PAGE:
Understanding Cloud Marketplace Selling with AWS/Google/MS

Understanding Cloud Marketplace Selling with AWS:Google:MS
Photo Courtesy: Gary Gatiss

By: Maria Williams

We sat down with Gary Gatiss, the Founder of G3 Coaching, to learn the full scope of selling alongside the hyperscalers, aka “Cloud Providers” (AWS, Microsoft, Google), as an ISV salesperson and how to maximize the Cloud Marketplace Opportunity.

The relatively new route to market for companies that sell software—cloud Marketplaces—has seen impressive growth in recent years. In the fourth quarter of 2023, enterprise spending on cloud infrastructure services reached $73.7 billion—a 20% increase from the $61.6 billion in the fourth quarter of 2022. By 2032, the cloud computing market is expected to be worth USD 2,495.2 Billion.

The gravitational pull of the Cloud Marketplaces is happening, and all of the companies in the ecosystem are being pulled in. But despite the powerful draw and the notable momentum of the Marketplace, there are many “knowledge gaps” in the go-to-market process that limit adoption in some cases and the success of ISVs who are nevertheless scrambling to get in the game. Even the nature of the Cloud Marketplaces is misunderstood. The Cloud Providers position the Marketplaces as catalogs, which implies that customers search for products in them and place orders. While the alliances and partner people familiar with the Marketplaces know that they do not operate that way, the pervasive expectation is that the listings will drive business. This expectation is the significant gap between the cloud and the market.

It seems like all roads lead to Rome, even with the inclusion of experts—yet there is a solution to get your share of the $340 Billion Cloud Marketplace opportunity: G3 Coaching. Led by Founder Gary Gatiss, G3 has assembled a team of Cloud Marketplace experts to help ISVs maximize the Cloud Marketplaces as a route to market.

According to Gatiss, in many cases, ISVs launch listings in the Cloud Marketplace and do not have many limited actions. These ISVs end up disillusioned since the Marketplaces are billed as a new way to market products, and the assumption is that the Cloud Providers would drive customers to them. Both are possible, but typically only after the ISVs have approached the Marketplaces with the proper partnership levels and programs and are fully prepared to drive business on their own.

If customers were to find and select the ISV product simply by searching in the Marketplace, they would transact using a “public offer” based on the price in the public listing.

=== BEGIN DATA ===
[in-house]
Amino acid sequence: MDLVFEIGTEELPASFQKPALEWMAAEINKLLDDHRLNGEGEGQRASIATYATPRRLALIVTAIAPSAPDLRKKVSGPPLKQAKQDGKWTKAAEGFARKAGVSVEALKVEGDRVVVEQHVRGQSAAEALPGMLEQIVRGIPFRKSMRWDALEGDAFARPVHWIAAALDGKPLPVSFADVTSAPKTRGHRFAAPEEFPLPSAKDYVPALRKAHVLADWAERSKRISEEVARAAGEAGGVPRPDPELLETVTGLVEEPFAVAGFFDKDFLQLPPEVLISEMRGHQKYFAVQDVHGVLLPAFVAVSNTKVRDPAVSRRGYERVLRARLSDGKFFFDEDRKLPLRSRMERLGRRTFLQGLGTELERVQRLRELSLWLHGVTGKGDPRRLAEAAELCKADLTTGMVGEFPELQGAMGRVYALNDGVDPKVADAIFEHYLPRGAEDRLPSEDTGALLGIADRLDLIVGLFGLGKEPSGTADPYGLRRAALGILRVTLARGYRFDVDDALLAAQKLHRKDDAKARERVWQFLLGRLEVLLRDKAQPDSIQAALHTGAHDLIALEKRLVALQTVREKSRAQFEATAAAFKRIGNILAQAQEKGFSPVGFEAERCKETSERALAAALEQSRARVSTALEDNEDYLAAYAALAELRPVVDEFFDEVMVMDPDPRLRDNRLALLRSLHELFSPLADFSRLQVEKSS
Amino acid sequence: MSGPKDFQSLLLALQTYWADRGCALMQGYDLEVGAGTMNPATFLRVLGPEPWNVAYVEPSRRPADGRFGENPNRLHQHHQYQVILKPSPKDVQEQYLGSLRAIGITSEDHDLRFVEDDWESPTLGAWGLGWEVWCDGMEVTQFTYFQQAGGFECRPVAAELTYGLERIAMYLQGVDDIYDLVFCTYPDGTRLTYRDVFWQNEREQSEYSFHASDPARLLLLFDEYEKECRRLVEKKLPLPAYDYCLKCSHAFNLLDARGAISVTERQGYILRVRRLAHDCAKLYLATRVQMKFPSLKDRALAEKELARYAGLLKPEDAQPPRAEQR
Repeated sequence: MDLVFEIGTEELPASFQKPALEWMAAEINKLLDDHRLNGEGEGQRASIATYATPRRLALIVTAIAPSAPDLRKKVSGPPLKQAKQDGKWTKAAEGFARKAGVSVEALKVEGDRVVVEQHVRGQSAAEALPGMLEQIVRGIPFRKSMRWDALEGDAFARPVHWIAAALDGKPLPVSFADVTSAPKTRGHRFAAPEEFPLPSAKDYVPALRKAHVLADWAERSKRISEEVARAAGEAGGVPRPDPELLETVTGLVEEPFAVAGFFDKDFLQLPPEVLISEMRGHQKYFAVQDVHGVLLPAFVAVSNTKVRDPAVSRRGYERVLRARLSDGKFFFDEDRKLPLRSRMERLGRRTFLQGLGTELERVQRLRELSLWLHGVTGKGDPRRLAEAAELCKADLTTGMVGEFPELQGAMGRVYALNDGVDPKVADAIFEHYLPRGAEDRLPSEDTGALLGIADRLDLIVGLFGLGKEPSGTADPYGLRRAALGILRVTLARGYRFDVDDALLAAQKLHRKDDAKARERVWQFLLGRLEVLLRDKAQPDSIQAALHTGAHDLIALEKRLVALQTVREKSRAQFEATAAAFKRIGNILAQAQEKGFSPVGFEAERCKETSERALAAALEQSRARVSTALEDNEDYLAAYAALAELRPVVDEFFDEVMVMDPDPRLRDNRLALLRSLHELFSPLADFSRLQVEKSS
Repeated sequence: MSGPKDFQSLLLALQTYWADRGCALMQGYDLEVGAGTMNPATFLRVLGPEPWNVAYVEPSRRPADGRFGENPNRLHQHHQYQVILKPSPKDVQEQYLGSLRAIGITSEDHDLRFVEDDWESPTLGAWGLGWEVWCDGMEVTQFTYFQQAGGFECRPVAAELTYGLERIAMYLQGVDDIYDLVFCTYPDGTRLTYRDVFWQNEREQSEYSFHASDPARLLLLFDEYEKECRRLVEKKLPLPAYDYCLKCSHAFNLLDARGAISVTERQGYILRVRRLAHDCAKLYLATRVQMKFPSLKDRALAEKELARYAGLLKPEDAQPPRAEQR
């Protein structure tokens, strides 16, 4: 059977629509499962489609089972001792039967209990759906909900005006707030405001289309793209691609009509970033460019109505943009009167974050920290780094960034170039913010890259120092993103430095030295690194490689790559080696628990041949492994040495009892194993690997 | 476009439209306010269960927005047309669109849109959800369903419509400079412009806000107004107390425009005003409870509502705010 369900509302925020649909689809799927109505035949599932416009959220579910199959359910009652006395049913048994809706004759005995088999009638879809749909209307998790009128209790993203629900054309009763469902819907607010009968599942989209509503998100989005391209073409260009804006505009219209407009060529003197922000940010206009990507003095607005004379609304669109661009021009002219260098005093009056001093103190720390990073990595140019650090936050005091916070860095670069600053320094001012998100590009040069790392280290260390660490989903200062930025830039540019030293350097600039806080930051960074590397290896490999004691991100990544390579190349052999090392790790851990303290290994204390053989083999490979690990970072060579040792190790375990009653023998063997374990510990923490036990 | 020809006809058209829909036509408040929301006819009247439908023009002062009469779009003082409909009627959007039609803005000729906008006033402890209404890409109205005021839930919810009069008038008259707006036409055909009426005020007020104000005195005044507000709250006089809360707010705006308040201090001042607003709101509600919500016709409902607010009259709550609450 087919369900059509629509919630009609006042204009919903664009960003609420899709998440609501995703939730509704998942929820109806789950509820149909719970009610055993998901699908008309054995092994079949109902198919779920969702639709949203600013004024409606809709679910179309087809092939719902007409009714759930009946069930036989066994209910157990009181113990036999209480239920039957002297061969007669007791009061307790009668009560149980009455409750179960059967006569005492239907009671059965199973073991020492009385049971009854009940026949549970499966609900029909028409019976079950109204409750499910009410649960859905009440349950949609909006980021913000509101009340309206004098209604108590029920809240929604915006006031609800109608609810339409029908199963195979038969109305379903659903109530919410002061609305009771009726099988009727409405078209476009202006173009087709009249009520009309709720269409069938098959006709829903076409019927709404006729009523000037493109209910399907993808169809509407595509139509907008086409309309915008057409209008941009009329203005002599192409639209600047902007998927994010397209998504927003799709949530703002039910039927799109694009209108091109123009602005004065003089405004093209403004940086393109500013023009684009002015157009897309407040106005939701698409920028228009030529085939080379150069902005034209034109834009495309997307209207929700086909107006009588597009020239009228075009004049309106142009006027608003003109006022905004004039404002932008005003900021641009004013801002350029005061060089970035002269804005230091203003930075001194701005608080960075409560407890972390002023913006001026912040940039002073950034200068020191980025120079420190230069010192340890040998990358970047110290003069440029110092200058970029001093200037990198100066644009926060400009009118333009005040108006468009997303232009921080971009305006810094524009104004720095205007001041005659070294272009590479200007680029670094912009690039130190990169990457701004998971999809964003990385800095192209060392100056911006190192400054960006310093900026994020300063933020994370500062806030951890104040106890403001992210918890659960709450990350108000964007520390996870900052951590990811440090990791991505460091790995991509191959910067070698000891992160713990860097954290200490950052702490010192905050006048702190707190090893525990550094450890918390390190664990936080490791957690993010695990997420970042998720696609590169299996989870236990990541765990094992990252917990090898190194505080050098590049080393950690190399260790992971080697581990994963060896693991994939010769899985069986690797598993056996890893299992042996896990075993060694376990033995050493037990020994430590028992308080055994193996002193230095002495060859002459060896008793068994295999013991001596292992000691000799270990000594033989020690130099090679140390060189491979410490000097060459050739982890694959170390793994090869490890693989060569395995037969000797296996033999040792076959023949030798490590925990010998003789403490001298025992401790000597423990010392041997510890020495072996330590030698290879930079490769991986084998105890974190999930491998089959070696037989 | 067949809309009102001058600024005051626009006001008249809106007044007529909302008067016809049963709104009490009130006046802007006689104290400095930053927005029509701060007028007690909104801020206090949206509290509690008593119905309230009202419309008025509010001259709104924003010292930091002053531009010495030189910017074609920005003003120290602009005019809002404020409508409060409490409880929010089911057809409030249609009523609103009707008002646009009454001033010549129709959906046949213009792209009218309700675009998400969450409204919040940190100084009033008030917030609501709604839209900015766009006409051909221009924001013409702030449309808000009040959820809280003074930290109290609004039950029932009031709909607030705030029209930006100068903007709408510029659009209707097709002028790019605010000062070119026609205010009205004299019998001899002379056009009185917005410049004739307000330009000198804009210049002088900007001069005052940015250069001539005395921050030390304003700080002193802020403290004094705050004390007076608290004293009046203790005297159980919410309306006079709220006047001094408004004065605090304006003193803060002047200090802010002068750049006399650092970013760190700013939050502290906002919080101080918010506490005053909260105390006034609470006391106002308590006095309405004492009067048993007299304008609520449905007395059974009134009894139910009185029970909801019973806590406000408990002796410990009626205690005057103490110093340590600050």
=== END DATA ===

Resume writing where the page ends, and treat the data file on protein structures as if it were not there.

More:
“It doesn’t work that way in other cases,” says Gatiss. “It is quite the opposite. 95% of Marketplace transactions are ‘private offers,’ the vehicle the Marketplaces uses to transact on a negotiated amount. In other words, the sales team working the deal went through an entire sales cycle with the customer. They agreed on a price and transacted on that agreed-upon amount in the Marketplace using a private offer,” Gatiss discusses. “As  people know, enterprise software is almost always negotiated; only commodity software is not negotiated.”

When a Marketplace listing is not getting a lot of transactions, Gatiss says, the glaring missing piece in Cloud GTM becomes apparent: sales need to be more engaged and active.

“Few cloud alliances and partner teams point to their sales teams when a listing fails, either for answers or to suggest they figure it out. When they take that approach, they are met with resistance from Sales. Sales teams are generally not interested because of the misinformation, the added complexity and processes, and the fear of disruption from Cloud Provider sales teams. So they are not clued in regarding how and when to engage.”

That’s where “Cloud Marketplace Selling,” as Gary Gatiss refers to it, comes into play.

“The entire ecosystem is so focused on the transaction and the operational aspects of CMP selling enablement, that no one is thinking: How do we sell this?” Gatiss explains. “And probably importantly, at least initially, is how do we get sellers’ attention in order to sell this?”

 The ISVs who are actually seeing success with the Cloud Marketplaces are generally well-supported by their management, encouraged by a “comp-neutral” compensation plan, and enabled in handling the transaction. However, according to many Marketplaces experts, the sales team’s broader success at those ISVs is due in large part to a sort of grass roots enablement process. Their peers see positive results and learn from their colleagues who are leveraging the Marketplace benefits in the sales process in order to grow deals or close them faster. “Seeing your peers’ success is a great way to draw attention to the benefits for sellers of using the Marketplaces”, says Gatiss.

 G3 Coaching is taking a similar approach: coaching sellers to implement a “Cloud Marketplace-enhanced sales process.” But it’s different from word-of-mouth, where the key actions can be misused, misunderstood, not comprehensive, not applicable across all deals, or simply forgotten over time. Instead, G3 coaching offers a structured approach and a well-thought-out process that tightly integrates with Cloud Provider co-selling practices. It’s packaged as a subscription and meant to be used over time.

 Gatiss knows of no one else who is taking this approach to sales enablement at this time, although it’s an approach that will have the greatest impact on revenue growth. The majority of sales enablement efforts happening now are related to handling the transaction. This focus on the operational aspects of the transaction limits the opportunity for the seller in the deal to maximize revenue and leverage the advantages of CMP selling including Cloud Marketplace customer benefits.

 So what are those benefits, exactly?